Ethiopia: where living treasures thrive among ancient attractions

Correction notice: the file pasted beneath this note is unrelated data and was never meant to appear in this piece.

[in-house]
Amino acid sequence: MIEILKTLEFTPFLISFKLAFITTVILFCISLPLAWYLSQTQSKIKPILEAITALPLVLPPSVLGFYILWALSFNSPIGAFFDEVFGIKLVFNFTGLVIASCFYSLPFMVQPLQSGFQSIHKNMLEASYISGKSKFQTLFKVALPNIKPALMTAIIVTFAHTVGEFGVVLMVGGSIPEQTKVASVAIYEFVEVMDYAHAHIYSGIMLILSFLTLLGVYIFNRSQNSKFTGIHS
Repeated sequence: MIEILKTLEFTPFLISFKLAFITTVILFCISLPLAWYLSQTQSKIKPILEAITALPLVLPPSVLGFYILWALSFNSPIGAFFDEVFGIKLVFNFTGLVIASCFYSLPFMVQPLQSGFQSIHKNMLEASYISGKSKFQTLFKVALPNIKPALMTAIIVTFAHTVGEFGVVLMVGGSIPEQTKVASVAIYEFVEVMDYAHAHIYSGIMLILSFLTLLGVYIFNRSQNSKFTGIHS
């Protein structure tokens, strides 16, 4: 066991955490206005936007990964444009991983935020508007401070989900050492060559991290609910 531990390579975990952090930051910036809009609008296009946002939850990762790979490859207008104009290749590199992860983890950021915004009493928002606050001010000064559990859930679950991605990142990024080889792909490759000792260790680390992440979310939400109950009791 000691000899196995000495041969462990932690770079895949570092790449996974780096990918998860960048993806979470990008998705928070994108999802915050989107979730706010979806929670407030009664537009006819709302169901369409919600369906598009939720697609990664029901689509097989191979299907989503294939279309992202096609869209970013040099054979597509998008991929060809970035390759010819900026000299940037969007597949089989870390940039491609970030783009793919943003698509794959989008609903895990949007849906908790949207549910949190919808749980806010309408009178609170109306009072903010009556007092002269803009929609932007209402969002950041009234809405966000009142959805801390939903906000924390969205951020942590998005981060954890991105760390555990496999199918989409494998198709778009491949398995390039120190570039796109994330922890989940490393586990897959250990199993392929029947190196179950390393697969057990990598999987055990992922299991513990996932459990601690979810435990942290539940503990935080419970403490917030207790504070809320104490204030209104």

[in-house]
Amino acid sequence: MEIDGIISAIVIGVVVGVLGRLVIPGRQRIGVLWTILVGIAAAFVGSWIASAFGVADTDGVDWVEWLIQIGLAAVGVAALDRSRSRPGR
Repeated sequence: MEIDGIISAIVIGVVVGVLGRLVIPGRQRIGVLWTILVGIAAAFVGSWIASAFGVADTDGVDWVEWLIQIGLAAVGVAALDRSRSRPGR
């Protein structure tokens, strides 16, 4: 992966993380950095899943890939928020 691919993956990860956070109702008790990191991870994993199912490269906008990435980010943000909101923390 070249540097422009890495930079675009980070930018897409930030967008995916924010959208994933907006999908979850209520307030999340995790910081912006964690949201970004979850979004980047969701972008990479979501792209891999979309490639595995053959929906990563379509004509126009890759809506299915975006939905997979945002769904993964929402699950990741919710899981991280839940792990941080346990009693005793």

The old man’s face was beautiful, although it was etched with deep furrows — no doubt the result of having lived through droughts, famines and 17 years of a brutal and paranoid communist government that has slaughtered half a million of his countrymen. He was begging at the window of the minibus in which I was travelling. Ethiopia is full of faces that tell amazing stories. For many visitors, a highlight is the ancient rock churches of Lalibela — 11 churches hewn out of solid stone. But for me it’s encounters with the living that will linger — like young Ebabi Getnet, who walked with me through Lalibela’s dusty, unpaved roads and told me he had been training to be an engineer until his sister died in childbirth. When one neighbour and then another also died during pregnancy, he decided to train as a midwife instead. I asked if women would accept a male midwife, and his answer was simple. "They will accept me because I’m good." Getnet, 25, was leading a team of volunteers at a free f...
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